In some embodiments, the heater circuit is soldered to the heater circuit board. In some embodiments, the electronic heater comprises a resistive heating element and a thermistor configured monitor and precisely control vaporization temperature of the viscous vaporizable material. In some embodiments, the heater circuit is a thin film polyimide heater.

In some embodiments, the electronic heater is sealed by a hermetic or dust seal.

In some embodiments, the device comprises a magnetic control using reed or hall effect switch. In some embodiments, the magnetic control using reed or hall effect switch is integrated into the mouthpiece.

In some embodiments, the device comprises a magnetic lid.

In some embodiments, the device comprises a thermally conductive shell configured to distribute excess heat and configured maintain a low exposed surface temperature.

In some embodiments, the device comprises time based or sensor based standby mode activation. In some embodiments, the sensor comprises an accelerometer or other tactile/vibration sensor, capacitive (touch) sensor, or a sensor for monitoring the thermistor configured to detect if the heater is being loaded by the user puffing on the device.

In some embodiments, the device comprises a proportional integral derivative (PID) control loop configured to control operating temperature.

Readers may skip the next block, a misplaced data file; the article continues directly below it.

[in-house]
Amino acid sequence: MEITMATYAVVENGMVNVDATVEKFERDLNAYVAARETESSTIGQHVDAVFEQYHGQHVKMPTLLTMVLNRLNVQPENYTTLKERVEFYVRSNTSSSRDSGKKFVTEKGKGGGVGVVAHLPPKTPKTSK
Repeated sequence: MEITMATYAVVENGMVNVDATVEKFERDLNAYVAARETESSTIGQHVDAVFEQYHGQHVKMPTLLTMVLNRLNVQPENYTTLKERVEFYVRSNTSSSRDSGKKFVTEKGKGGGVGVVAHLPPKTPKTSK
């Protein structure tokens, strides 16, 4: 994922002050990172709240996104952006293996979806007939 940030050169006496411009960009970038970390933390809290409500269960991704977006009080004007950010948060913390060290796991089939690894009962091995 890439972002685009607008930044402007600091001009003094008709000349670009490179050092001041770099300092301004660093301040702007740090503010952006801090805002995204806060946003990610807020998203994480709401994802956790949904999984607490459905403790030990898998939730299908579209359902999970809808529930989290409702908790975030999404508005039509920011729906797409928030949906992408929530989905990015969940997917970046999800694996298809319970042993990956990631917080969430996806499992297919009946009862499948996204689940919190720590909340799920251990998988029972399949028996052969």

In some embodiments, the device comprises a thin wall metal heating chamber.

In some embodiments, the device comprises aerogel insulation. In some embodiments, the aerogel insulation comprises a silica aerogel with reinforcing fibers.

In some embodiments, the heater is thermal pressed, ultrasonic bonded or over-molded into a high temperature capable plastic component. In some embodiments, the heater is heat stated or heat swaged into a high temperature capable plastic component. In some embodiments, the heater is heat swaged into a high temperature capable plastic component.

In some embodiments, the device further comprise a magnetic charge connector configured to connect the device to a charger.

In some embodiments, the device comprises a single button interface.

In some embodiments, the viscous vaporizable material is in a removable pod. In some embodiments, the removable pod comprises particles of the viscous vaporizable material that are less than about 2 microns. In some embodiments, the removable pod comprises the viscous vaporizable material consisting essentially of particle sizes that are less than about 2 microns.